The next morning, Jeremiah and I did a coastal walk the 6 miles from Lennox Head back to Ballina, got setup in our cabin and fished, and chilled out. By Wednesday I was itching for some more SOTA, so Thursday morning I got up at 8am and headed to the airport to pick up a car and then headed inland towards Tenterfield. I had somewhere else in mind, but while at lunch I started looking for two more peaks close together, and there were two such peaks. One being VK2/NT-025 (Mount MacKenzie) (SotaDB has it as just NT-025). I ended up with 5 QSO overall with a mix of ZL and VK calls. After 50 minutes I figured, lets maybe squeeze in one more peak (which would have pushed me past GOAT). I headed over towards VK2/NT-033, and got pretty close until I found the “Please check in with management before venturing onto these lands”. I am not a fan of folks who trespass without permission, and I was not about to break my own rule, so I turned around and looked for another peak. There was a peak over in VK4/Queensland that looked like it would have a short hike, so I headed that way. (Norman Peak VK4/SD-002). Stymied again, this time a road closure due to the fires in the area. So here I sit 7 points away from Mountain Goat. Reality is, I was not really wanting to get GOAT outside of NA because I want to get GOAT with the chasers that have chased me the most so I was not that bummed that I did not get my two-fer today. Headed back to Ballina just in time to get caught in some TORRENTIAL downpours as a result of Cyclone Oma. Had a wonderful evening dinner with friends both new and old.
We were supposed to fly back down to Sydney midday Friday so we would have some time to relax, repack, and maybe catch a few more gardens in Sydney however Oma had other plans. All flights in and out of Ballina had been cancelled due to the high winds. We got a new one way rental, and headed off down the M1/A1 (wait was I in the UK, or AU?) to Sydney. I do love road tripping, and road tripping in a foreign land is also an amazing experience! Jeremiah finally got to see some kanga’s in the wild. That sums up the SOTA portion of that trip, the rest was just me relaxing, and enjoying a break away from the snow of Tahoe.
Now I am back in W6 land and ready for my 120th activation for Mountain Goat! Stay tuned when I finally get it, but who knows when. Maybe this Saturday as part of the Tahoe/Reno meetup being hosted in Sparks NV.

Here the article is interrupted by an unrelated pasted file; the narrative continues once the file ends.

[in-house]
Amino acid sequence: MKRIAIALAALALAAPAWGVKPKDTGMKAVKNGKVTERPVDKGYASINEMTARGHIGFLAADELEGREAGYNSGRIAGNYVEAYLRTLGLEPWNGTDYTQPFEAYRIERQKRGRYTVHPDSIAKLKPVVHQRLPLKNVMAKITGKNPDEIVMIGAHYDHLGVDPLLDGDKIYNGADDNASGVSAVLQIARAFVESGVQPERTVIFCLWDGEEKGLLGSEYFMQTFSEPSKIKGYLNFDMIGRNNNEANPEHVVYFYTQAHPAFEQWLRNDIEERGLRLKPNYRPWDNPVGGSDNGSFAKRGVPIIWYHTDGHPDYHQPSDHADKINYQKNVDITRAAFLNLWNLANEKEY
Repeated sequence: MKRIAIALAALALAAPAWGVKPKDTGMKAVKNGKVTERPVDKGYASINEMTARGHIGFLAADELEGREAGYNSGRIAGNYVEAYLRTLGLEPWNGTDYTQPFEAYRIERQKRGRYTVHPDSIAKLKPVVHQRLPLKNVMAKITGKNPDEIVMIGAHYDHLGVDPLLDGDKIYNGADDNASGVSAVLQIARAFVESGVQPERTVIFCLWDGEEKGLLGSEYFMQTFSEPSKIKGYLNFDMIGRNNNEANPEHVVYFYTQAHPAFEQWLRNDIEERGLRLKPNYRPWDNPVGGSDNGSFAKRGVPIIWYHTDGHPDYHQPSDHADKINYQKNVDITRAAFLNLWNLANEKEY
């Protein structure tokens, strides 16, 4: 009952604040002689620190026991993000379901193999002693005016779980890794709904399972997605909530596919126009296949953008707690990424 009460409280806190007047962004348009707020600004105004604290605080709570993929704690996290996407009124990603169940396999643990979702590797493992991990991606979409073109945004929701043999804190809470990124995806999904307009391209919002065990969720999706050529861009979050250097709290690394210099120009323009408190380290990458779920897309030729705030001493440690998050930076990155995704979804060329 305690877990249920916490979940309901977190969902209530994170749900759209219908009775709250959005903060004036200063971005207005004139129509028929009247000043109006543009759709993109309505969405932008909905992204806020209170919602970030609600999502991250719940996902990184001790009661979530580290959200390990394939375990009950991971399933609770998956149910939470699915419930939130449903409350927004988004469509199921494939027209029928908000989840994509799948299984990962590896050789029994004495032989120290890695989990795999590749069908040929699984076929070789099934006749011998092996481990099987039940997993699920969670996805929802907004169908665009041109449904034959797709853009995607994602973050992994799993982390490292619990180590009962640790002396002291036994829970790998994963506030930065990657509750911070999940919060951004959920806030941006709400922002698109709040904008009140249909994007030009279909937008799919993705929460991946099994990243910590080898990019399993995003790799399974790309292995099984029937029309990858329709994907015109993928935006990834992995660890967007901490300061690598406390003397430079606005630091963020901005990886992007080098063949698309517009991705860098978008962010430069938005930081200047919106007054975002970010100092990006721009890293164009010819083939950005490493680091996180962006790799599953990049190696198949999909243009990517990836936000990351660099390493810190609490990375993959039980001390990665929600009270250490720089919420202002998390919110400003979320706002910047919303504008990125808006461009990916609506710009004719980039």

A quick write up and alternative option for bagging this two-fer.
After spending all day on SAR duty Saturday, it was time to do some SOTA on Sunday, but I wanted to be in range of the basin if a SAR did break out. I goto the Burnside area a lot for camping and was thinking that since both peaks are near drive up i would see if I could snag em both in a single day.. Reality was I woke up Sunday morning without that as a plan, and just decided over breakfast to get after it. I had tried to drive up to Hawkins back in May to do a “sleep on top and activate overnight” activation, but the road was still blocked by snow, and the winds picked up with some sort of incoming weather so I had to bail on that idea. Similar with Pickett’s I’d hiked up from the gate at Pickett’s junction to scout the road, and since I had Lola (my pup) with me, I did not want her on that rock as it would tear up her pads etc.. This was a pretty straight forward activation though. Drive out Burnside road grab the road that goes up Hawkins, park past the solar station and walk up the 15 minutes it takes to get to the summit. Another option that is probably faster is before the road loops around on the north side, there is a pull out/sort of road on the right that goes straight up. I am thinking that might save a few minutes on approach. Regardless see my notes below about doing a 2-fer here so you wont even be on this road ;-). About the time I was realizing I left my cell phone in the truck was about the time I was topping out. Oh well, I had my HT with me, APRS ftw yet again! (just no summit pics).
So once on top there is a large-ish flat area that is away from the antenna installation that sits on top. This almost looks like it could be a heli-pad if a helicopter needed to bring stuff in. I setup my vertical there and ripped thru the activation pretty quick. In 20 minutes I had 14 contacts between 20 ssb, and 30 cw. 20m was real strange today, folks that would normally be reachable on 40 were giving me 59 on 20 (Oregon as an example) while others that I would normally get in the midwest were giving me 33 etc. While tearing down I took this time to look over the landscape to see if there was a better way to get to Pickett’s that did not involve driving all the way down, almost all the way out, and up Pickett’s Peak road which I remembered being a bit more rough then the NFS road up to Hawkins peak.
S55, S2S W0C/FR-179
S2S, W0C/SJ-026, S57, R33